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I have Ruby on Rails application that has a Person model that maps to a People table. The table includes first_name, middle_name and last_name as follows:

John Q. Doe
John H. Doe
Jane M. Doe
Jim R. Doe, Jr.
Jack Timothy Doe

Now, I need to perform finds against the table when my input is an abbreviation of a particular name derivation. The abbreviation is of the following form:

  • First initial of first name followed by a space
  • first initial of the middle name followed by a space (if there is a middle name)
  • full last name

For example:

find_by_abbreviated_name("J Q Doe") => would find the John Q. Doe record
find_by_abbreviated_name("J T Doe") => would find the Jack Timothy Doe record
find_by_abbreviated_name("J R Doe, Jr.") => Jim R Doe, Jr.

Is there a slick way in Ruby to do a find using the first letter of the first and middle names in conjunction with the full last name. I'm hoping I can come up with a way to do this so I don't have to add another field to the Person table.

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3 Answers 3

up vote 2 down vote accepted

So I think the problem you have to handle is that the format of the input will vary ... unless you can guarantee input elements. If middle is optional, and last may have multiple tokens, you have a challenge you have something you cannot parse reliably if it's passed as a single string:

John Doe Jr
John Doe, Jr.
John Quentin Doe
John Doe Worthington-Smythe

(many surnames have multiple parts, etc.)

So you could handle this by providing distinct input fields, by confirming ambiguous cases with the user, or trying several alternatives based on some rules or common cases. So let's wait on the parsing part and assume you have distinct inputs that are properly formatted (e.g. upper-cased single characters):

def find_by_abbreviated_name(fist_init, middle_init, last_name)
  if middle_init.blank?
    People.where("first LIKE ? AND middle LIKE ? and LAST like ?", "#{first_init}%", "#{middle_init}%", "#{last_name}%")
  else
    People.where("first LIKE ? AND LAST LIKE ?", "#{first_init}%", "#{last_name}%")
  end
end

This will result in SQL that uses the LIKE operator, which is a partial match -- the % is a SQL wildcard character, similar to * in filename matching or .* in regexp.

Sorry, my first three attempts had errors. I am checking now to see if there a way of doing wildcards more nicely...

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Great point on the varying formats. The Worthington-Smythe was a nice touch. –  Mutuelinvestor Nov 19 '12 at 1:19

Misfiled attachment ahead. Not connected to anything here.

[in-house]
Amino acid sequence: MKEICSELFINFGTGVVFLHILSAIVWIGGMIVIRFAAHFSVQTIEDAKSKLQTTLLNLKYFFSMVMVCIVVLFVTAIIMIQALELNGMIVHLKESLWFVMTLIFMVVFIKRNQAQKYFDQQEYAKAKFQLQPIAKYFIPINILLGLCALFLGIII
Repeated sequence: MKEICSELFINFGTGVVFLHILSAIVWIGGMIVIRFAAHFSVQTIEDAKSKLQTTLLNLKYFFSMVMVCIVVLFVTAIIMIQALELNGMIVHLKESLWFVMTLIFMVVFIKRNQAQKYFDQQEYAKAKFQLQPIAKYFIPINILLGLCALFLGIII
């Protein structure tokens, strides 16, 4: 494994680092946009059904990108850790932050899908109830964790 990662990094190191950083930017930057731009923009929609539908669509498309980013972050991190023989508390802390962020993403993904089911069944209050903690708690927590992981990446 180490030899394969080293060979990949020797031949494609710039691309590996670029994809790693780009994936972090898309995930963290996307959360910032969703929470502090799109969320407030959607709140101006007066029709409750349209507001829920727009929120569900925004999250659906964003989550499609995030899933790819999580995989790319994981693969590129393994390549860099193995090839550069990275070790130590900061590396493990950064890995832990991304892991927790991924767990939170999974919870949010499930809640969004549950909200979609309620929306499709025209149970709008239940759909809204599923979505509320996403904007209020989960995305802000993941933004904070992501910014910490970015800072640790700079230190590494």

Question - Would this solution be database specific. I'm currently usine Sqlite, but may eventually use oracle or postgres –  Mutuelinvestor Nov 19 '12 at 1:33
1  
No, this should work on all databases. I thought the AREL syntax that is (sort of) part of Rails 3 had a cont operator ("contains"), but I can't find it. In any case, this is a SQL fragment, and all SQL databases support LIKE, so you should be fine. –  Tom Harrison Jr Nov 19 '12 at 1:42
    
+1, this is the way to do where like. –  Mischa Nov 19 '12 at 4:00

This problem is an ideal candidate for using a String Ranking Algorithm!

Take a look at this implementation of the Quicksilver algorithm using Jquery / Prototype.

Basically, like others have already mentioned, this is painful to do since you cannot always account for the formats in which data is input.

I don't believe there is an active gem or ruby port, but it is fairly straightforward.

Implementing this in a rails app would mean

  1. Fetching the id and concatenated name for all people
  2. Running the algorithm on that array
  3. Fetching the top 1/3/n rows based on ids from sorted array.

I personally avoid "building" queries too often, AR is just not powerful enough as an ORM for me. But if you are going that route, you should definitely check out the Squeel gem failing which AREL is a must.

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There is no slick Ruby way. You just have to build a query. Something like this should work:

def self.find_by_abbreviated_name(name)
  if name[3].blank? && name.size >= 5 # Check if there's a middle initial
    where("first_name like ? and middle_name like ? and last_name = ?", "#{name[0]}%", "#{name[2]}%", name[4..-1])
  else # No middle initial
    where("first_name like ? and last_name = ?", "#{name[0]}%", name[2..-1])
  end
end

Explanation:

The "trick" with the name string only works if the format of the string is always the same. name[0] gives the first character of the string, name[2] gives the third character and name[4..-1] returns the fifth character to the end of the string.

I think the where clause itself is pretty straightforward. To find records based on the first character only you can use: .where('field_name like ?', "#{query}%"), where the question mark is indeed a placeholder for a replacement value.

Edit:

I updated my answer for the case where the middle initial is omitted.

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Thanks for the reply. Would you mind providing a little bit of an explaination for the where clause. –  Mutuelinvestor Nov 19 '12 at 1:03
    
Ok, I see you are treating the name as an array. Very nice. I'll give it a try and its pretty slick. Thanks again. –  Mutuelinvestor Nov 19 '12 at 1:12
1  
I am still looking, but I got an error in my case where the parameters are single-quoted as in this example; I think you have to put the % wildcard condition in the placeholder replacement value. –  Tom Harrison Jr Nov 19 '12 at 1:45
    
@tharrison: You are right, '?' is an SQL string which contains a question mark, ? is a placeholder. –  mu is too short Nov 19 '12 at 1:55
    
@Mutuelinvestor, I added some explanation. –  Mischa Nov 19 '12 at 3:38

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